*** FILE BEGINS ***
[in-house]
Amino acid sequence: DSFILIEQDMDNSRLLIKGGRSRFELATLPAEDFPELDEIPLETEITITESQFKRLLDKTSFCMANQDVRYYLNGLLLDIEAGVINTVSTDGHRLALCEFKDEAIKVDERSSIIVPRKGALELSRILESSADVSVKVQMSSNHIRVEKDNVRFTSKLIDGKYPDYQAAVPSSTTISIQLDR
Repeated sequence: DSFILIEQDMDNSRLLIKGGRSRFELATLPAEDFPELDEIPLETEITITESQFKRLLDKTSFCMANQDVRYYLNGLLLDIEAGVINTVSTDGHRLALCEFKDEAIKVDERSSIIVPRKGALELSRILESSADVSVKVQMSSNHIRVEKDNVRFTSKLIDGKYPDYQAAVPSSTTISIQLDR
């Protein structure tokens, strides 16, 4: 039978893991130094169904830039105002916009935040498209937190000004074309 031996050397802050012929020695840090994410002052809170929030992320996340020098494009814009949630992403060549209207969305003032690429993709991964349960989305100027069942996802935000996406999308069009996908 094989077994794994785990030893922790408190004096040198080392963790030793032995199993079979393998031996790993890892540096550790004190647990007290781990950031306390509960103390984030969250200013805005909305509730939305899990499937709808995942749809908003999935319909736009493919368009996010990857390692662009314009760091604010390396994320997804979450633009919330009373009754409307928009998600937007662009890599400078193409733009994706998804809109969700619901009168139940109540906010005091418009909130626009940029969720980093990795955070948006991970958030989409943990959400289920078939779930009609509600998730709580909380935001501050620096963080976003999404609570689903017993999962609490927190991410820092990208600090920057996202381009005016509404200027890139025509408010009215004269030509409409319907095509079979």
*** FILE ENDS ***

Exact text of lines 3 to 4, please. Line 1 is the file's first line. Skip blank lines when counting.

Repeated sequence: DSFILIEQDMDNSRLLIKGGRSRFELATLPAEDFPELDEIPLETEITITESQFKRLLDKTSFCMANQDVRYYLNGLLLDIEAGVINTVSTDGHRLALCEFKDEAIKVDERSSIIVPRKGALELSRILESSADVSVKVQMSSNHIRVEKDNVRFTSKLIDGKYPDYQAAVPSSTTISIQLDR
């Protein structure tokens, strides 16, 4: 039978893991130094169904830039105002916009935040498209937190000004074309 031996050397802050012929020695840090994410002052809170929030992320996340020098494009814009949630992403060549209207969305003032690429993709991964349960989305100027069942996802935000996406999308069009996908 094989077994794994785990030893922790408190004096040198080392963790030793032995199993079979393998031996790993890892540096550790004190647990007290781990950031306390509960103390984030969250200013805005909305509730939305899990499937709808995942749809908003999935319909736009493919368009996010990857390692662009314009760091604010390396994320997804979450633009919330009373009754409307928009998600937007662009890599400078193409733009994706998804809109969700619901009168139940109540906010005091418009909130626009940029969720980093990795955070948006991970958030989409943990959400289920078939779930009609509600998730709580909380935001501050620096963080976003999404609570689903017993999962609490927190991410820092990208600090920057996202381009005016509404200027890139025509408010009215004269030509409409319907095509079979």